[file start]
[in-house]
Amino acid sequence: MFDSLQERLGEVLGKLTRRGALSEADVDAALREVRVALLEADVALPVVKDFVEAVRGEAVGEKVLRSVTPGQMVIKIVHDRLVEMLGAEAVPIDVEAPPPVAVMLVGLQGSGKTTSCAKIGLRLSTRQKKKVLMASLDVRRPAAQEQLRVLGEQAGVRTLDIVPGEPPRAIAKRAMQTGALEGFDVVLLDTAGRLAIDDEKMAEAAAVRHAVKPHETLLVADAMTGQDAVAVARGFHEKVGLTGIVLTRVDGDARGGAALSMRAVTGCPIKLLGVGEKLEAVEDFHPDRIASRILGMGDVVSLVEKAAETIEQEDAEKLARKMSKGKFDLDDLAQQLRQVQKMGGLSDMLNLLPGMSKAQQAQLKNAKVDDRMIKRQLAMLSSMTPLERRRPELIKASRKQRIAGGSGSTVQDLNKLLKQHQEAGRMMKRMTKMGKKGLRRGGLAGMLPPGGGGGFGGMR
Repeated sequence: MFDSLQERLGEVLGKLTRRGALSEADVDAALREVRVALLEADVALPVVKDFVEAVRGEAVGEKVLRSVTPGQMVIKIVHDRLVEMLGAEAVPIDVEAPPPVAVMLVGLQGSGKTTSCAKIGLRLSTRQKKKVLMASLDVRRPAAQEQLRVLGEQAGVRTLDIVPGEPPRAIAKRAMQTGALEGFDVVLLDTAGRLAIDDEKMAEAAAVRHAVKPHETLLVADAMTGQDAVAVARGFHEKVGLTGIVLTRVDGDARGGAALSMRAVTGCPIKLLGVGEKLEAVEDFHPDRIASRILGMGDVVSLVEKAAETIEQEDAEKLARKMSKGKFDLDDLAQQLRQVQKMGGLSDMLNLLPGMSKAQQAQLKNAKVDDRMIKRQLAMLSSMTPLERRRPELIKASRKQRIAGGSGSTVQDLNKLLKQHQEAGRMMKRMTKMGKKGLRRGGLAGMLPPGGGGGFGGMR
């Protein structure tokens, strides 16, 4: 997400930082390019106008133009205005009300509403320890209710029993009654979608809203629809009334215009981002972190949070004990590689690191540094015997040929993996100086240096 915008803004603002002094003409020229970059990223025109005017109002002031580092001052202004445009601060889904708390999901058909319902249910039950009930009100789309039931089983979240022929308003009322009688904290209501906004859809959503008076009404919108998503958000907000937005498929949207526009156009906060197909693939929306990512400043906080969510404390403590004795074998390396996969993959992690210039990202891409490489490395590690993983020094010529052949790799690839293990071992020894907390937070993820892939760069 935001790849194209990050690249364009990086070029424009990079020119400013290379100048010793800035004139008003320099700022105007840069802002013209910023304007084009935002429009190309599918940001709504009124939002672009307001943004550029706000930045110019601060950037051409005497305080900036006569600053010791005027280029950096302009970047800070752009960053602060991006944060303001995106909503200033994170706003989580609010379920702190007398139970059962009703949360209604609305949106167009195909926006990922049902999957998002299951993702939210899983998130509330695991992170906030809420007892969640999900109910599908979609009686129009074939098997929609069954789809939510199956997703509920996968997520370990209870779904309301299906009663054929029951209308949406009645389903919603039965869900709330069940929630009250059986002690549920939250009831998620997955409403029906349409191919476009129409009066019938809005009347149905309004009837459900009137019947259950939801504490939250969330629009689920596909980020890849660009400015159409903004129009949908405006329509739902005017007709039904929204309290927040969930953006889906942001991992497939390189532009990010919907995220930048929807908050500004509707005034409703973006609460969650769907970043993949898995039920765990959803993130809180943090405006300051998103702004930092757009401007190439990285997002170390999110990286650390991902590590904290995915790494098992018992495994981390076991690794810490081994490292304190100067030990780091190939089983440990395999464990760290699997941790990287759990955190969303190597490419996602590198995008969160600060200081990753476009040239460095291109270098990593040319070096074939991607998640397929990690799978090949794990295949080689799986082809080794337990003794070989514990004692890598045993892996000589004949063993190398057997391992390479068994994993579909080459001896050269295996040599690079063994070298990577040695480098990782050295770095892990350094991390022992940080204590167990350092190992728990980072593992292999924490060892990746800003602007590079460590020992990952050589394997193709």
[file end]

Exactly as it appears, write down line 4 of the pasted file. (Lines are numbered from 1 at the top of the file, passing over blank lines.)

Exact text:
């Protein structure tokens, strides 16, 4: 997400930082390019106008133009205005009300509403320890209710029993009654979608809203629809009334215009981002972190949070004990590689690191540094015997040929993996100086240096 915008803004603002002094003409020229970059990223025109005017109002002031580092001052202004445009601060889904708390999901058909319902249910039950009930009100789309039931089983979240022929308003009322009688904290209501906004859809959503008076009404919108998503958000907000937005498929949207526009156009906060197909693939929306990512400043906080969510404390403590004795074998390396996969993959992690210039990202891409490489490395590690993983020094010529052949790799690839293990071992020894907390937070993820892939760069 935001790849194209990050690249364009990086070029424009990079020119400013290379100048010793800035004139008003320099700022105007840069802002013209910023304007084009935002429009190309599918940001709504009124939002672009307001943004550029706000930045110019601060950037051409005497305080900036006569600053010791005027280029950096302009970047800070752009960053602060991006944060303001995106909503200033994170706003989580609010379920702190007398139970059962009703949360209604609305949106167009195909926006990922049902999957998002299951993702939210899983998130509330695991992170906030809420007892969640999900109910599908979609009686129009074939098997929609069954789809939510199956997703509920996968997520370990209870779904309301299906009663054929029951209308949406009645389903919603039965869900709330069940929630009250059986002690549920939250009831998620997955409403029906349409191919476009129409009066019938809005009347149905309004009837459900009137019947259950939801504490939250969330629009689920596909980020890849660009400015159409903004129009949908405006329509739902005017007709039904929204309290927040969930953006889906942001991992497939390189532009990010919907995220930048929807908050500004509707005034409703973006609460969650769907970043993949898995039920765990959803993130809180943090405006300051998103702004930092757009401007190439990285997002170390999110990286650390991902590590904290995915790494098992018992495994981390076991690794810490081994490292304190100067030990780091190939089983440990395999464990760290699997941790990287759990955190969303190597490419996602590198995008969160600060200081990753476009040239460095291109270098990593040319070096074939991607998640397929990690799978090949794990295949080689799986082809080794337990003794070989514990004692890598045993892996000589004949063993190398057997391992390479068994994993579909080459001896050269295996040599690079063994070298990577040695480098990782050295770095892990350094991390022992940080204590167990350092190992728990980072593992292999924490060892990746800003602007590079460590020992990952050589394997193709």